One of the most interesting wasps was a mud-dauber in the family Eumenes. The mud wasps build elegant little pots out of mud. Click here to see a You-tube video of a mud pot being made -- it's cool.
I am revisiting this because I recently found some empty pots on the wall of a building in southern New Jersey, near Atlantic City. Just two empty pots and no sign of the builder.
What I didn't mention in last summer's blog is why the wasps make mud pots. The pots are nurseries. Tiny somewhat gruesome little nurseries. A mother wasp captures an unfortunate insect -- a caterpillar, cricket, or spider depending on what species of wasp is shopping. She deposits the paralyzed thing in a fresh mud pot, lays an egg on it, and seals it. When the wasp egg hatches, a fresh meal is waiting and will serve throughout the wasp's early development. Talk about your inherently cruel nature!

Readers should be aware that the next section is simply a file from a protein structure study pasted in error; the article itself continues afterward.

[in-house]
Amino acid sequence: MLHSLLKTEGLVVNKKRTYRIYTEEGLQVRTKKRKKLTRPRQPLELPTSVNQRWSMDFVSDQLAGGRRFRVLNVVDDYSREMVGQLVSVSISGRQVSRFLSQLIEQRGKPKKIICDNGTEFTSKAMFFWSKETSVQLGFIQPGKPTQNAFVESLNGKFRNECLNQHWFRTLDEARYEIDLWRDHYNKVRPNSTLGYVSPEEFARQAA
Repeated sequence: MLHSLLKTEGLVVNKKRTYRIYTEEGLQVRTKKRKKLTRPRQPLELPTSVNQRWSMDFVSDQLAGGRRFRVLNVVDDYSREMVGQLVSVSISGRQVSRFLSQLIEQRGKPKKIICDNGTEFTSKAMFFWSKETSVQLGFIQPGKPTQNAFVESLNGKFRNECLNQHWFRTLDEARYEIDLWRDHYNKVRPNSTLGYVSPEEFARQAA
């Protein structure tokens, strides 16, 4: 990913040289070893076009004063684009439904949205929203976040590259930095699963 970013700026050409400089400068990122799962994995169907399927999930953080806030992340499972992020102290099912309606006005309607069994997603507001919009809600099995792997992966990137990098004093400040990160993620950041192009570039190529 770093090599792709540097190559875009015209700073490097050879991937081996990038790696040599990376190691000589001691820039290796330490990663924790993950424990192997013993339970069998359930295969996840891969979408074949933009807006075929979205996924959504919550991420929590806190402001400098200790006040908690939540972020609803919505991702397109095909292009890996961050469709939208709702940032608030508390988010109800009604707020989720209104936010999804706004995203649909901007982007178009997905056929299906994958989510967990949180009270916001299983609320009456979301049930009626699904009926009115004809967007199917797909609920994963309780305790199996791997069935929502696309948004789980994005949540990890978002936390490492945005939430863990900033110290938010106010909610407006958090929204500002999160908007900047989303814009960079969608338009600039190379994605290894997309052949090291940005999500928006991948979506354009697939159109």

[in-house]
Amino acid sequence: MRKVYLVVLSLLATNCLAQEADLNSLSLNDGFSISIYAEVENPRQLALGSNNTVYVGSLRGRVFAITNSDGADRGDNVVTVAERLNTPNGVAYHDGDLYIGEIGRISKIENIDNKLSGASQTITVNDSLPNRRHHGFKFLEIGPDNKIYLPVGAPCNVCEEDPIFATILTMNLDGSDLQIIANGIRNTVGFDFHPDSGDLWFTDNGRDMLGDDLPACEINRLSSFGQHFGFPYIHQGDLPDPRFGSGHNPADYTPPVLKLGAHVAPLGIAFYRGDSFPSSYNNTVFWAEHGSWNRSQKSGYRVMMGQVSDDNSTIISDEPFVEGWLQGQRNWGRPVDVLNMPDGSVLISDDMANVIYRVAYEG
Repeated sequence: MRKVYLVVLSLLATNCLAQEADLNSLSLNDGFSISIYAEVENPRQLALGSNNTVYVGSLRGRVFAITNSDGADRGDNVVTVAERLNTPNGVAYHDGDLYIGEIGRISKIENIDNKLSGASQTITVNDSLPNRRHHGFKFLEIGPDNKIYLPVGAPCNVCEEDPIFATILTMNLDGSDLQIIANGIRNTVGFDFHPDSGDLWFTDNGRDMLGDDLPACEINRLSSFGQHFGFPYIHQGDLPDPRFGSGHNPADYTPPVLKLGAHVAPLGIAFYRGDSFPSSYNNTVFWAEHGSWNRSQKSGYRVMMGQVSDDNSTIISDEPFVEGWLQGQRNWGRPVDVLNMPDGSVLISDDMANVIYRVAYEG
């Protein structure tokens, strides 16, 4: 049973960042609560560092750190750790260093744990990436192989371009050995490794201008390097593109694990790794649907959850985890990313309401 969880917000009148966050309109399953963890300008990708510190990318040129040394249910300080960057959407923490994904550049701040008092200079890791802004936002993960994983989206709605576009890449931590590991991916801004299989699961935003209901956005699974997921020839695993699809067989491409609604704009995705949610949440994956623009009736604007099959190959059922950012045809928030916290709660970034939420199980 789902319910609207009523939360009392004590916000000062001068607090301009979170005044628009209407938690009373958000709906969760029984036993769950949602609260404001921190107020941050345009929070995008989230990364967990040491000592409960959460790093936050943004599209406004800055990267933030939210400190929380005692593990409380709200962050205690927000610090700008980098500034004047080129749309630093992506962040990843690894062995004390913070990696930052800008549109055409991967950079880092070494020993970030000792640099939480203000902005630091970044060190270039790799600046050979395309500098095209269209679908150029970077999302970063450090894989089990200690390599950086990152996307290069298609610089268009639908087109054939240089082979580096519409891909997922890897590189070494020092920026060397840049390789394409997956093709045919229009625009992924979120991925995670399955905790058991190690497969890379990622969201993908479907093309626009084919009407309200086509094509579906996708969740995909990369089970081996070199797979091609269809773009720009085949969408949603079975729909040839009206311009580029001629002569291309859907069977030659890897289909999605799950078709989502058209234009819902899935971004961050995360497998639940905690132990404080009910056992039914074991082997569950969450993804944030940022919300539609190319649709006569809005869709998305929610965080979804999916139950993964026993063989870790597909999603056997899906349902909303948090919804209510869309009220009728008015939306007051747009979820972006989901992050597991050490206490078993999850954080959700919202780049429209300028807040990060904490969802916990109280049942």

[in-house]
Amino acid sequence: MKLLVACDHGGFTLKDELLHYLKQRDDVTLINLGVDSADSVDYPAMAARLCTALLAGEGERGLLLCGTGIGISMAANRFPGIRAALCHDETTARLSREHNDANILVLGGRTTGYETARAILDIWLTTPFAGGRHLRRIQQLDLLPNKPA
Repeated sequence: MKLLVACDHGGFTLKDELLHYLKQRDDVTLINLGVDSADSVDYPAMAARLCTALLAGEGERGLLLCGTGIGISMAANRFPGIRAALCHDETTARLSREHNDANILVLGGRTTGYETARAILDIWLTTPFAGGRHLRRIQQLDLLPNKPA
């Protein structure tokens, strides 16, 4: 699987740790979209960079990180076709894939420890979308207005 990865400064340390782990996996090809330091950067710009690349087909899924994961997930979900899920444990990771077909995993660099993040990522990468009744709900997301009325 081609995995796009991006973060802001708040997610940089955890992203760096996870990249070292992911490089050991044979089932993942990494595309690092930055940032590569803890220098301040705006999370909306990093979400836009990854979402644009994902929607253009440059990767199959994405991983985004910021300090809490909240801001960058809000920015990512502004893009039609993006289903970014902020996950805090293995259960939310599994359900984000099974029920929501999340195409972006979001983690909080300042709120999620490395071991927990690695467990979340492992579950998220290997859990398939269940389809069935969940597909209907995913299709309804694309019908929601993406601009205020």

It makes me think of Tennyson, of "nature, red in tooth and claw..."
From In Memoriam A.H.H., by Alfred Tennyson
- Are God and Nature then at strife,
- That Nature lends such evil dreams?
- So careful of the type she seems,
- So careless of the single life;
- That I, considering everywhere
- Her secret meaning in her deeds,
- And finding that of fifty seeds
- She often brings but one to bear
There is more information about urban and suburban birds in my book, Field Guide to Urban Wildlife, published by Stackpole Books. It's available now from Amazon.com, Barneandnoble.com, and Stackpolebooks.com -- links are on the right of the page.